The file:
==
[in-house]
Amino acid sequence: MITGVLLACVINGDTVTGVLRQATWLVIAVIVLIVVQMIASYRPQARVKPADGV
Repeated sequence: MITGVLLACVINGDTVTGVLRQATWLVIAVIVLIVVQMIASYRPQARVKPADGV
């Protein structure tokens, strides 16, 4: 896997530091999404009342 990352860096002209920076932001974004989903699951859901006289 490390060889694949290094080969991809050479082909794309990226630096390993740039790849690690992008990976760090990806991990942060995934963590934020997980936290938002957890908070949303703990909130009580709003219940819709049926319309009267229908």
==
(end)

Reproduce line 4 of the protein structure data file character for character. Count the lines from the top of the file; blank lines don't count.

């Protein structure tokens, strides 16, 4: 896997530091999404009342 990352860096002209920076932001974004989903699951859901006289 490390060889694949290094080969991809050479082909794309990226630096390993740039790849690690992008990976760090990806991990942060995934963590934020997980936290938002957890908070949303703990909130009580709003219940819709049926319309009267229908």